By Categories: Blog, DesignComments Off on The Obstacle of Lackluster Jelly

What commonalities are there between jelly and marketing? Well, probably not much of anything on the surface—unless you are advertising fruit preserves—but bear with me for a moment.

It’s 6:00 AM, and I’m headed to the San Francisco Airport. I am very tired, as I got (at best) five hours of sleep, because I was trying to maximize the little free time my busy schedule allows. Let’s just say that sounded like a much better idea last night than it does this morning. I’ve been waiting for my Lyft driver for almost 20 minutes now as I slowly watch the dot that is his car criss-cross its way to me. I’m starting to reflect on the day ahead as I stand in the predawn light half-asleep. It may be Sunday, but today will be a workday, as often happens these days. Finally, he is here. Let’s get the show on the road.

Let me begin this ride narrative by saying: I don’t normally talk to Uber or Lyft drivers. This is not because I think that I am above them in any way—or that I am just an asshole. This is because I am often on the phone working or otherwise distracted and have a terrible habit of being polite but short. This is something that I am working on, but I have a long way to go.

For whatever reason, this morning, it’s different, and I immediately start talking with my driver, who recently moved to the Bay Area from North Carolina. He grew up in the Appalachian Hills in an extremely small, isolated village that one would be likely to see on a reality television show. He has bounced around the country, working in hospitality, and now is the beverage manager of a very prominent hotel in downtown San Francisco. Nothing we talk about is exceedingly interesting or stimulating, but it is a pleasant conversation. That is, until we get to jelly.

This often taken-for-granted breakfast condiment is something that yours truly feels very passionate about. I’m not a Smucker’s guy, or any of the other small, cheaply packaged, high-fructose-corn-syrup-imitations-of-what-real-fruit-should-look-like jelly. Did I say I had a strong feeling about this? Okay, sorry. Back to the story.

My driver starts talking about how his hotel has been purchased almost every year by a different set of investors and how it inevitably brings change each time it happens. The current investors, a conglomerate out of South Korea, have decided that they are going to replace the restaurant-made jelly with cheap, store-bought, packaged jelly. This change has duly disappointed many guests, as this hotel charges at least $500 a night—on a slow night. My driver tells me how he has to field constant complaints from guests and make the same apologies over and over. We talk about the finer points of jelly for a while and then move on to other subjects.

But the reason that this was such an impactful part of my day, my ride, and even my week, was that there is a lesson here. This individual who has a diverse professional background and is, by all accounts, good at his job, has to have the same conversations with guests, who are customers of the business that he works for, over and over again about the same thing, and he has no ability to change that.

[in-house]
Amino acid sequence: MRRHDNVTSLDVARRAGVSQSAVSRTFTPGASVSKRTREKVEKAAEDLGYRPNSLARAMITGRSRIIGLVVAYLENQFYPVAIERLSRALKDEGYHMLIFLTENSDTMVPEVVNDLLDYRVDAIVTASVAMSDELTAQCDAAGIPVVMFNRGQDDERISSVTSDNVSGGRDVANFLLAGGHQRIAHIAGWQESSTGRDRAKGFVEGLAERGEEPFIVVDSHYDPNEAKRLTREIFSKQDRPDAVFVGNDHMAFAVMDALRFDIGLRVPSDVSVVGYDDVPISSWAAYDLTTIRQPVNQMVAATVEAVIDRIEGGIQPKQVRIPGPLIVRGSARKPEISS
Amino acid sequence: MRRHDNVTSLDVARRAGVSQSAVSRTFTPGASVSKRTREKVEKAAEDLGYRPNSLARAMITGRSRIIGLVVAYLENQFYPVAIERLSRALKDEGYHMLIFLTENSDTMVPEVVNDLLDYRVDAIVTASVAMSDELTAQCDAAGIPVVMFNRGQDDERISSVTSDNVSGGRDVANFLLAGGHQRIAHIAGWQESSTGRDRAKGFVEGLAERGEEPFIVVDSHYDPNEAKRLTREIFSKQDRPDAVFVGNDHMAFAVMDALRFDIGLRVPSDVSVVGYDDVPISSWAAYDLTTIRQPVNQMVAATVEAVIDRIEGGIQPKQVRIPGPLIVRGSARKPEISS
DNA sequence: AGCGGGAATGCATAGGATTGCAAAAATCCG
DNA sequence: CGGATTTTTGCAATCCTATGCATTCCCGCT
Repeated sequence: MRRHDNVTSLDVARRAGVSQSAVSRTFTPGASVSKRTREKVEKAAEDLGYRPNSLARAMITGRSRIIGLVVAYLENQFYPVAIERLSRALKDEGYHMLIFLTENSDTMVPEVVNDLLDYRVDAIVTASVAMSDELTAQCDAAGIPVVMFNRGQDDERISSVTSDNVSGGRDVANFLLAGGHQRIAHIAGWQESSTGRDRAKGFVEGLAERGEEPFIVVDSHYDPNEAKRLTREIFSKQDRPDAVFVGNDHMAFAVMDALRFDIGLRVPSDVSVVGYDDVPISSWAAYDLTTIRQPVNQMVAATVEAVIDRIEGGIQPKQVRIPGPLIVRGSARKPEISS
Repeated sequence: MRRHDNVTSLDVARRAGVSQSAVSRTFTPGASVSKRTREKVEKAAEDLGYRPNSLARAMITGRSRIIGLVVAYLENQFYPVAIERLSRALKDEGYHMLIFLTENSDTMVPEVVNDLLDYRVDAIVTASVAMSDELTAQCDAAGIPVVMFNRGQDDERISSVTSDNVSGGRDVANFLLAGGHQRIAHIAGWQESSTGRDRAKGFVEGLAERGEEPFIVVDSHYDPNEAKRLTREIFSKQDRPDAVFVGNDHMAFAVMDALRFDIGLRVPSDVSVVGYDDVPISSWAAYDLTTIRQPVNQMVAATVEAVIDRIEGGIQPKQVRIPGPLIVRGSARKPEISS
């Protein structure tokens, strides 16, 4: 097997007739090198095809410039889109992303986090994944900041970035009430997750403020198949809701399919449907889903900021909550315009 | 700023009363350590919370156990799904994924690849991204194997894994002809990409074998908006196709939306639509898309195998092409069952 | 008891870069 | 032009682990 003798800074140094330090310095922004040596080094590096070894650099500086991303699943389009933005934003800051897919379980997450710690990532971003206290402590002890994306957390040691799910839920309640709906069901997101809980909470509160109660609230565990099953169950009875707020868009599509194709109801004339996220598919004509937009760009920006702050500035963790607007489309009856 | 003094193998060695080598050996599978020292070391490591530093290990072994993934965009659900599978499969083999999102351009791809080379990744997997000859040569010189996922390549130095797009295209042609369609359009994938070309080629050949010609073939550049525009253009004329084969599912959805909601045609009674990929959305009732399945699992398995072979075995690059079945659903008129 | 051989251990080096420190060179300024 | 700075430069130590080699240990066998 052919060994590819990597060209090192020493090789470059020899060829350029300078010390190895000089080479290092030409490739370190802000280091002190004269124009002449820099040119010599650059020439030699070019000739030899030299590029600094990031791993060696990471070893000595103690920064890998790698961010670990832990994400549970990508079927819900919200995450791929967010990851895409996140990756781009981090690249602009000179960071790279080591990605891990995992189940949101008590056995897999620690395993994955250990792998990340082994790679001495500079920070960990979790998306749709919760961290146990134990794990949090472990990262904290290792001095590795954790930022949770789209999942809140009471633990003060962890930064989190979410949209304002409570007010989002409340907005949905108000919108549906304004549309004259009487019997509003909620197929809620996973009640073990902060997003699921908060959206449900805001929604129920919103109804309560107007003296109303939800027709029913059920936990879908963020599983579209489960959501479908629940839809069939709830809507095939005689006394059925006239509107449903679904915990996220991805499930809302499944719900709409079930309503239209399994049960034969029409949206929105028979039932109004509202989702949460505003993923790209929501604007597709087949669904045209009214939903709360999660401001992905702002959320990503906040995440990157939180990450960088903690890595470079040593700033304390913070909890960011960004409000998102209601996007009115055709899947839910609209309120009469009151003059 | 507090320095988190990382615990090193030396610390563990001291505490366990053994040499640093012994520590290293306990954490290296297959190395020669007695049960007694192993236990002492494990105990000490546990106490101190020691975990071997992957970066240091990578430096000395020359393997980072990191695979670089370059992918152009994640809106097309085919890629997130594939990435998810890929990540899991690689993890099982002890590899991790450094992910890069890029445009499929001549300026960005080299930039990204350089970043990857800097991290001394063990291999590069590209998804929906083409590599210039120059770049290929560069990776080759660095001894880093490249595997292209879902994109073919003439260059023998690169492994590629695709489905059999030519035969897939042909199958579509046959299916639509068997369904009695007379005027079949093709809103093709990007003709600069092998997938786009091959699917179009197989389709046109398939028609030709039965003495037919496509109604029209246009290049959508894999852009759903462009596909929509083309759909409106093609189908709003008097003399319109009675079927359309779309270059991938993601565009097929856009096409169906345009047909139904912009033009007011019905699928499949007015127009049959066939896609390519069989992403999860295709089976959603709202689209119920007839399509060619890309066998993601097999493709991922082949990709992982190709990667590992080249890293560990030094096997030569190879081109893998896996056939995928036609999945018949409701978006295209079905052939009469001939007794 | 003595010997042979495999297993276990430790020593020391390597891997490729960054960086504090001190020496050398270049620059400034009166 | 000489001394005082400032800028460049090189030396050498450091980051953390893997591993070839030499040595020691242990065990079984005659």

Now, from a marketing standpoint, this is a terrible strategy. Those guests may go back to their friends and say, “Yes, Hotel XYZ was phenomenal. I loved the room and everything. But do you know what? At the restaurant, they had these packaged jellies that were extremely cheap.”

Details of a luxury experience are everything, but this lesson is not true just in the luxury hospitality space. This lesson is true in marketing across all industries. Regardless of what you’re selling, what service you’re providing—it’s the details that set you apart from your competitors. And oftentimes, as business owners or executives, we lose sight of what those details should be or what the expectations of our clients are. However, if we have an organizational structure that prevents those complaints, feedback, and refinement of details from making their way to us—we will ultimately fail.

For this reason, it is imperative—in both providing jellies and marketing services—to be attentive to details and to create infrastructure for feedback and recalibration. Without a process for receiving and implementing suggested improvements, hotel beverage managers and marketing professionals are doomed to fail in the same areas repeatedly, having the same conversations over and over. To end the cycle and eliminate the prevalent obstacle, it is crucial to devise a system in which complaints can be clearly communicated and promptly addressed. This simple internal process will prevent the never-ending cycle of customer experiences—and reviews—characterized by lackluster jelly.